Most people keep their passwords stored in the safest spot they can think of — their own minds. However, what happens to the often dozens of online accounts after that person passes away? Suddenly Facebook, Twitter, Instagram and email accounts are inaccessible, leaving families confused and overwhelmed with how to handle a loved one’s internet footprint. However, digital assets consume much more than just social media. Many California residents now deal with banking and other important financial commitments exclusively online, making it important to include relevant information in wills.
Long gone are the days of finding a loved one’s bank records, upcoming bills and business transactions in convenient paper format in their home. Individuals acting as legally recognized fiduciaries must now attempt to find these important records and other relevant assets online rather than in a physical folder in someone’s dresser drawer. With the ease of storage in the cloud and other online accounts, this process might not be so difficult if it were not for federal laws that do not allow unauthorized access to internet accounts and computers.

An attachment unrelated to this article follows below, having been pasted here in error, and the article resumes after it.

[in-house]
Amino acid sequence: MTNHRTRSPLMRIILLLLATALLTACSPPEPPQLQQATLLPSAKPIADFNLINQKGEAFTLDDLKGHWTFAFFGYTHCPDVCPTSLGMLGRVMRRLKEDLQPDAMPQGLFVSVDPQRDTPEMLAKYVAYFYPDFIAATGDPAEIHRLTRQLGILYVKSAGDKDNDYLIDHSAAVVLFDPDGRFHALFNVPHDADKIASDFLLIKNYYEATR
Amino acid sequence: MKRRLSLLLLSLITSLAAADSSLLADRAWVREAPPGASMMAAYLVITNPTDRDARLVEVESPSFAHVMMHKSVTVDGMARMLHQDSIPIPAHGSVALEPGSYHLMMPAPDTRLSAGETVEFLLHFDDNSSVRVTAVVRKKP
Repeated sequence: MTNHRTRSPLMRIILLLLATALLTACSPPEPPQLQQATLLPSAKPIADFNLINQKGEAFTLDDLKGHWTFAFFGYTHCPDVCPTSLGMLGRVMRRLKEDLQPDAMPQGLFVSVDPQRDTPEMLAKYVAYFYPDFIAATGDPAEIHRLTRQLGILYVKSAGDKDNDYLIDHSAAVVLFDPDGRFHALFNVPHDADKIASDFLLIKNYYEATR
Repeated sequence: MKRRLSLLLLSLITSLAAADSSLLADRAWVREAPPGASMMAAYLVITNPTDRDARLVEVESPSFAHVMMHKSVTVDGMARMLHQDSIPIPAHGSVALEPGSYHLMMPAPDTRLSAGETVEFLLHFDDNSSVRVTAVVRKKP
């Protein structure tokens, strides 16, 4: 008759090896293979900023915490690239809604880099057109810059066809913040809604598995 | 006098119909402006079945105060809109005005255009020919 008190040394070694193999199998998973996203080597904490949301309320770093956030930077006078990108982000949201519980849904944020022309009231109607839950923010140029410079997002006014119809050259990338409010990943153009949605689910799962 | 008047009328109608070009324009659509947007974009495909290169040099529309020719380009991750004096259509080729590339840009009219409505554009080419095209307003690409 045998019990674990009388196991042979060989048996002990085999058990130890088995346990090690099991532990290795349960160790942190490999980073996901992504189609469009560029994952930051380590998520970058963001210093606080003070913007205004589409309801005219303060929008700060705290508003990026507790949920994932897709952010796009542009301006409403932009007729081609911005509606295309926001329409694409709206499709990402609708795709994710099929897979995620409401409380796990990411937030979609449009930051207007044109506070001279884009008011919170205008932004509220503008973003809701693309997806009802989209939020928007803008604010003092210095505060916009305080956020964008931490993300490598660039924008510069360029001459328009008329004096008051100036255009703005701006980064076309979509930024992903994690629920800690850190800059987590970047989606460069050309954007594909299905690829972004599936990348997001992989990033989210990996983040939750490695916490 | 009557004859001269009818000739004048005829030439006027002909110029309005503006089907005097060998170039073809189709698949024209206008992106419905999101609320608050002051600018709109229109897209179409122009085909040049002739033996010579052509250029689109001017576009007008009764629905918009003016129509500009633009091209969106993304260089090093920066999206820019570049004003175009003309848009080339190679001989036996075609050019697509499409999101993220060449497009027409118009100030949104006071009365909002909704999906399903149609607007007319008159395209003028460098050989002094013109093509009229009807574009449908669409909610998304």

Also, many service providers strictly prohibit the sharing of data with anyone outside of the account. This is usually addressed in the terms of service agreements that most people agree to before signing up for online accounts. This means that simply including log-in information in a will might not be enough, and the person accessing the account in such a manner could still be acting illegally.
Many services now offer legacy options, giving users the ability to choose how their account should handled after their death, and by whom. In such instances, it is still a good idea to use wills to provide information regarding accounts and relevant log-in information. However, in the event that a loved one failed to take digital assets into account during estate planning, a 2015 law — the Uniform Fiduciary Access to Digital Assets Act — can give estate executors the legal right to access these accounts. However, since California estate law can be understandably confusing, it might be a good idea to consult with experienced legal counsel before accessing any online accounts.
Source: Slate, “The Digital Afterlife Is a Mess“, Naomi Cahn, Nov. 29, 2017